Our faith was born out of Judaism. Our Lord is a Jew. The first Christians were Jews. Somewhere along the early path, however, the two split. We can see from the Acts of the Apostles and Paul’s early writings that many Jews were hostile to the early Christians. The first persecutions came from Jews, including the very writer of some of our favorite books in the Bible, Saul of Tarsus. The church, for a variety of reasons, parted ways with Judaism. For Jews, the holiest day of the year is still Yom Kippur, for us, it’s Easter, which I call Resurrection Day at times.

I’ve heard somewhere that you can tell what is most important to someone by how much time, money, or energy he or she devotes to it. How much of the Bible is devoted to the Creation? A couple of chapters in Genesis, some spattering of verses in the Psalms, a little bit in Isaiah… How much of the Bible is devoted to the redemption? Pretty much the rest of it. What did the creation cost God? Seven days. How much did the redemption cost Him? His son.

Before I continue, I thought it would be interesting to see how much each of the Gospel writers devoted just to this week.

Out of 28 Chapters, 8 of Matthew’s are about this very week we’re celebrating. That is 28%. Mark spent 6 of 16 chapters, or 38%. Luke wrote about this week for 5 1/2 out of 24 chapters, or 23%. John must have really wanted to make a point because 8 1/2 of his 21 chapters or roughly 40% were devoted just to this week. I don’t even count Chapter 21 as it talks about events that happened AFTER the resurrection. Perhaps whoever is up here next week, if you haven’t thought of anything else yet, could figure out the percentage of text devoted just to the resurrection.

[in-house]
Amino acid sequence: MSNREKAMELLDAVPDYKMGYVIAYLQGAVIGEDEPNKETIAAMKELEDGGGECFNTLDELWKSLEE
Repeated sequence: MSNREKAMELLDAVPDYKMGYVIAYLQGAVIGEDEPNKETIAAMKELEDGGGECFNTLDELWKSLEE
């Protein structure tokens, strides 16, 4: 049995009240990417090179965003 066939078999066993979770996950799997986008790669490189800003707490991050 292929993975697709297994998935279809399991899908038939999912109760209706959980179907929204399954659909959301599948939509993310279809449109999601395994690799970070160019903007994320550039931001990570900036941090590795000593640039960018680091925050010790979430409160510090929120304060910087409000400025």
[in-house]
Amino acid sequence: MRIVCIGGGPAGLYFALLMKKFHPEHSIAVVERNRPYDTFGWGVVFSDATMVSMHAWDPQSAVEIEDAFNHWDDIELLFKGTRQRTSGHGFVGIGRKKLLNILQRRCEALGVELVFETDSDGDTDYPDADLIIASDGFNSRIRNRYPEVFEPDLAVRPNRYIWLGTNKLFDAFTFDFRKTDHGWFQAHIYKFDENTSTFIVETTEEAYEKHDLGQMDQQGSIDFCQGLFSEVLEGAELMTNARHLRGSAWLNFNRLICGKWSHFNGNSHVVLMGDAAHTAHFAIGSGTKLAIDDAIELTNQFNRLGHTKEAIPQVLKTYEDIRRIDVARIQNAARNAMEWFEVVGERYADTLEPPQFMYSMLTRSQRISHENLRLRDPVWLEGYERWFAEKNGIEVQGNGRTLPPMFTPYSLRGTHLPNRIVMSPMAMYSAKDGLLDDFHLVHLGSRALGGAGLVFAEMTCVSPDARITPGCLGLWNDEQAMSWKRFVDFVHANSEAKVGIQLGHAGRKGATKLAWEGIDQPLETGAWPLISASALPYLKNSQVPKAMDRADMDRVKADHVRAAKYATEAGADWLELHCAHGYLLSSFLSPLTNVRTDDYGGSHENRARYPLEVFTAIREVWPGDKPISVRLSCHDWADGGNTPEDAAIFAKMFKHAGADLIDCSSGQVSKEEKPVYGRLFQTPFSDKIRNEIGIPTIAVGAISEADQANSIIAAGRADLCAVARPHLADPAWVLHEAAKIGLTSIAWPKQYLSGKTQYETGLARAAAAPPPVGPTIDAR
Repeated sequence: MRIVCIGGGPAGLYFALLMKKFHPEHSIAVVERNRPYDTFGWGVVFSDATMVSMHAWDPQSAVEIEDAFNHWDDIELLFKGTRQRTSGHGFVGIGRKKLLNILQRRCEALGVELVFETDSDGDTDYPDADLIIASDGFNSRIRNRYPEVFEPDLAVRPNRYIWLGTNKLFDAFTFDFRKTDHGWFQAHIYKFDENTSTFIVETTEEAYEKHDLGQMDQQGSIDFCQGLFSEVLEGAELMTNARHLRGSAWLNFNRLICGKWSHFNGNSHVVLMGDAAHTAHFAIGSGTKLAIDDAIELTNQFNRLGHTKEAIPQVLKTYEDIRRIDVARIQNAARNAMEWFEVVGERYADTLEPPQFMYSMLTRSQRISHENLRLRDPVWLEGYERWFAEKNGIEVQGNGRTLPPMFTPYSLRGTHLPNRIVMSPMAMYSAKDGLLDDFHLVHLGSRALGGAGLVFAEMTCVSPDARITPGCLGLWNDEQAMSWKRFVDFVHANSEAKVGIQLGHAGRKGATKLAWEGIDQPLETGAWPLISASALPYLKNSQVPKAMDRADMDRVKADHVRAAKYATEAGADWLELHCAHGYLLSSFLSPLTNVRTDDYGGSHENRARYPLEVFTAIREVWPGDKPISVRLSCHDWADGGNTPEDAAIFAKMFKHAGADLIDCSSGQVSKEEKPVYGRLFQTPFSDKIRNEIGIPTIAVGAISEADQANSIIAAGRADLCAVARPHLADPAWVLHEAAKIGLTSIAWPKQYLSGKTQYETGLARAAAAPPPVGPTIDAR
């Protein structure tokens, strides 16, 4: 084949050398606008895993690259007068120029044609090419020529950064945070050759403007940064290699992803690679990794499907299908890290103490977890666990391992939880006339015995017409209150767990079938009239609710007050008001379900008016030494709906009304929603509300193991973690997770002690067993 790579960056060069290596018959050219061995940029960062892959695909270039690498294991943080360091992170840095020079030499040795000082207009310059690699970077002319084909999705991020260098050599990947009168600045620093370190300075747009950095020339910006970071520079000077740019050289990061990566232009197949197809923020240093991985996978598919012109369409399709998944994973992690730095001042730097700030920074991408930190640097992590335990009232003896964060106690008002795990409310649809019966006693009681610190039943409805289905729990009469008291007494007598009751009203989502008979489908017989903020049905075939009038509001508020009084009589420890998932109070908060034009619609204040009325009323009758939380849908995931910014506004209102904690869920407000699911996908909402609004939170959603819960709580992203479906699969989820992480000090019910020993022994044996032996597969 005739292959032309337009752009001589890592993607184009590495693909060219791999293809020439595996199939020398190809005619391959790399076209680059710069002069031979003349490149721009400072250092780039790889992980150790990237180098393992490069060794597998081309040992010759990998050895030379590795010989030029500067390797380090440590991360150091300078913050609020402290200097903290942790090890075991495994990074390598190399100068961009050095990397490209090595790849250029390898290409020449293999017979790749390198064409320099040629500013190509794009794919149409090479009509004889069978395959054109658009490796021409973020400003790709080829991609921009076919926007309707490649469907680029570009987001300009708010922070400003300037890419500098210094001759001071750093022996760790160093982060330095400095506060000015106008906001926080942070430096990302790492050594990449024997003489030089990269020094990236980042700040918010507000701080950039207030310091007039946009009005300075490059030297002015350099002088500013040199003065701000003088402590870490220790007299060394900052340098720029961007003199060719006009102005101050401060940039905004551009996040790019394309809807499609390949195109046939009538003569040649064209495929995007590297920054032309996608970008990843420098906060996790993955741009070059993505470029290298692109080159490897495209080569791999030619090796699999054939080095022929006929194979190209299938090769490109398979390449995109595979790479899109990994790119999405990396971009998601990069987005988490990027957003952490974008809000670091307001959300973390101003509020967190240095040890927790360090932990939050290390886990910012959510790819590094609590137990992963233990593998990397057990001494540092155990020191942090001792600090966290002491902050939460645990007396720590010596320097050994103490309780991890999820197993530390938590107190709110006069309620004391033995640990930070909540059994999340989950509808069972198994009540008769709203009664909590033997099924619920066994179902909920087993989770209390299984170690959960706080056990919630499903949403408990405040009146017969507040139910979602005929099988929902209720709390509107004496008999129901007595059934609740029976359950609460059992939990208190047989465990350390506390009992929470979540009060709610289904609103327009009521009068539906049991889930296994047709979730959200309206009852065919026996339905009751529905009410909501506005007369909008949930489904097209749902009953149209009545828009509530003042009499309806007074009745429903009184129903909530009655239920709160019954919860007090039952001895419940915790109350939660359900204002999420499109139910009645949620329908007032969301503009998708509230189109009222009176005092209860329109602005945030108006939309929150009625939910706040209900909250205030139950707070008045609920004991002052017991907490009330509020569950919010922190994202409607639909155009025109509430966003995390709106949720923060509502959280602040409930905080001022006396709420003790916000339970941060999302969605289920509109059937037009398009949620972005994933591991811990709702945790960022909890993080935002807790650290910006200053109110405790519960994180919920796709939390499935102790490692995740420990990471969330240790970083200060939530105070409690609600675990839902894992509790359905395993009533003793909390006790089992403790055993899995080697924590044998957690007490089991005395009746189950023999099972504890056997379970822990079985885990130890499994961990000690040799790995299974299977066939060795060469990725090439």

Now for the point. Many of you know that I like rabbit trails and it can take me a while to make a point.  Today is the day on our Christian calendar known as Palm Sunday. This is the day we celebrate Jesus’ triumphal entry into Jerusalem as He came knowing that He would be put to death and raised three days later. Jesus did not enter Jerusalem in a vacuum. Though we know and believe that He will return, we know not the day nor the hour. Many waste a lot of time and credibility speculating when Jesus will come back. Many have done foolish things expecting the return of Jesus. In about 1847 or 1848, one movement believed that Jesus would return that year. I am probably oversimplifying when I say that most of them sold their houses and sat on a hill waiting for Jesus’ return. I’m not sure what part of "occupy till I return" that they missed. His return may be a mystery for very good reasons, but his entry into Jerusalem on a donkey on a specific day was not, and He held them accountable to know that. Many of the people seemed to know, and the religious leaders seemed to understand but rather than joy they acted angrily. Let’s read this account:

Please turn to Luke 19. You can also find accounts of the triumphal entry in Matt 21, Mark 11, and John 12, but I think Luke captures the Pharisees’ reaction the best. Dan and Steve, I know you’re both working very hard on a sermon series from Luke about the road to Jerusalem, and I pray that I don’t take anything you had planned to say this morning.